made a prestige issue by the Gujarat government.

      The time for political sparring in Gujarat is over. Too many innocent
      lives have been lost simply because the state machinery has failed to
      perform its basic obligation to provide security to its citizens. This
      failure of the state has made it even more important for individuals and
      citizens groups in Ahmedabad and Gujarat to set aside their political
      differences, and actually make an attempt to work together. One of the more
      depressing features of the violence in Gujarat has been how little attempt
      there has been on the part of civil society to speak out against the
      violence. Whether out of fear or plain acquiescence, the silence of the
      people of Gujarat has allowed the state machinery to brazen it out and even
      believe that the silence is evidence of support for their actions.

      Those who are ready to speak out must make just one simple demand:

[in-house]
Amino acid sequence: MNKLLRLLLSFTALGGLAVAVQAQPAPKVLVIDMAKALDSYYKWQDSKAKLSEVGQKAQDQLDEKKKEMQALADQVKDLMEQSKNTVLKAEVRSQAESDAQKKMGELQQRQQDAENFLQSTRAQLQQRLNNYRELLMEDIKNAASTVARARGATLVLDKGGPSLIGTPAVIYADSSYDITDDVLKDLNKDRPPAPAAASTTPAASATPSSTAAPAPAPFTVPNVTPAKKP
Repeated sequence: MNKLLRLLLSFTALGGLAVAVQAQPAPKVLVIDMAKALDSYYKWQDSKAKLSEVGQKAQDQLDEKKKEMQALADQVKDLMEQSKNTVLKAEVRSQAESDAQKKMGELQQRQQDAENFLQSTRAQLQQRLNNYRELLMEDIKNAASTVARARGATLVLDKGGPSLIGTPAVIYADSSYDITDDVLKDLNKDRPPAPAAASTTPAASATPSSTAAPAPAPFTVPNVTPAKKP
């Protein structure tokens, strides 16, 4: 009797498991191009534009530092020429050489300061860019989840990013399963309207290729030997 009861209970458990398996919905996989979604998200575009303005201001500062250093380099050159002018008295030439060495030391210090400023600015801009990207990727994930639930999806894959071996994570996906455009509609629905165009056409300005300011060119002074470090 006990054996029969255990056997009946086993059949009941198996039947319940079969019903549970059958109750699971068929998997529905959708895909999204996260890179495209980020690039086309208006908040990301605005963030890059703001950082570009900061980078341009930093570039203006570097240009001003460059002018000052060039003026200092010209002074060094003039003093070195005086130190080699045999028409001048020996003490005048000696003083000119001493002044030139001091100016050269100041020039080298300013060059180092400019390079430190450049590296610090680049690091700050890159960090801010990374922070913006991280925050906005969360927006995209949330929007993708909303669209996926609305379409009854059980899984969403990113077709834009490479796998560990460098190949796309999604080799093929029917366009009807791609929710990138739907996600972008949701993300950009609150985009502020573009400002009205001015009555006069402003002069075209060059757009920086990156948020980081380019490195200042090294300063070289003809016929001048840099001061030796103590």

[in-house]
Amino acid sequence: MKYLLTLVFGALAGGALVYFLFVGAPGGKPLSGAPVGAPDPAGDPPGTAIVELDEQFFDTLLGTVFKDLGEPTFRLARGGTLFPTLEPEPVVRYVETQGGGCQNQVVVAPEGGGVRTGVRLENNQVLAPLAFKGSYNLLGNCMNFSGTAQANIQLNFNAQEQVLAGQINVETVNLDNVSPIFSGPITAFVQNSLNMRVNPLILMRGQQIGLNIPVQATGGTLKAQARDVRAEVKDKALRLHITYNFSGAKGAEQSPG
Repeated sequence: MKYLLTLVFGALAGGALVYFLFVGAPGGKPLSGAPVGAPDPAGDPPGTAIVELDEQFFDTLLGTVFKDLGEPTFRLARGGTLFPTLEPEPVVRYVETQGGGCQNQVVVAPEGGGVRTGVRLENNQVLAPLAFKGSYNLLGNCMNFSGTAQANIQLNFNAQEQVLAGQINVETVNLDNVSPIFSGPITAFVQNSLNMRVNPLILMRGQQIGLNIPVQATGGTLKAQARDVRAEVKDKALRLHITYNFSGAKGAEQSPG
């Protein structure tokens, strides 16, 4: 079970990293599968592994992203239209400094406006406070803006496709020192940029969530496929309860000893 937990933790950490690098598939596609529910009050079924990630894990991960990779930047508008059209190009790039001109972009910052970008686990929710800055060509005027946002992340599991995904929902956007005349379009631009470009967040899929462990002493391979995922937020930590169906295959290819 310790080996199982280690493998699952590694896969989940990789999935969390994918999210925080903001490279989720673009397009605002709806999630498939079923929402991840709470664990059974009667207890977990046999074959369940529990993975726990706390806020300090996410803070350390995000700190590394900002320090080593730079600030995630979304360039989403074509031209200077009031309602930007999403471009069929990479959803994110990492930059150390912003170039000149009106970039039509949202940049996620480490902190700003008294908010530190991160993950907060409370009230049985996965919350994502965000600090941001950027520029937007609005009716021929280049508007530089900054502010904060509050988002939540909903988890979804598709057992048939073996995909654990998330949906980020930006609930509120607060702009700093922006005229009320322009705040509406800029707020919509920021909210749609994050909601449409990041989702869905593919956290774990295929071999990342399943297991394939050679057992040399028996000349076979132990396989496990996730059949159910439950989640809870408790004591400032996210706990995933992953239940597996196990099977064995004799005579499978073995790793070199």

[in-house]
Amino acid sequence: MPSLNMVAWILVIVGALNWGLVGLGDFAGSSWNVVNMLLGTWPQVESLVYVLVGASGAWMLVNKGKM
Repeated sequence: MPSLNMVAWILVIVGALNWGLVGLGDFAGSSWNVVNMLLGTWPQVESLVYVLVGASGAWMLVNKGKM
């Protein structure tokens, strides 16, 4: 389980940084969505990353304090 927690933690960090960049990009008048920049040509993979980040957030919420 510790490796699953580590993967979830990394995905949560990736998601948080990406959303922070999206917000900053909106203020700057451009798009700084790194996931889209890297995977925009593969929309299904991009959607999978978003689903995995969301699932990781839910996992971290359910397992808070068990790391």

even before they ask for Narendra Modi's resignation (and that is now a
      political question better left to the voters), they must demand justice.
      They must demand that every one who has had their family members killed,
      houses torched, and businesses destroyed, be made to believe that those
      responsible for their plight will be punished. For example, if more than two
      months after at least 60 people were killed in the Naroda-Patia surburb of
      Ahmedabad, no one has been arrested, how can anyone hope that justice will
      be done? Punishing the guilty in Gujarat is the very minimum required for
      any kind of normalcy to return to the state.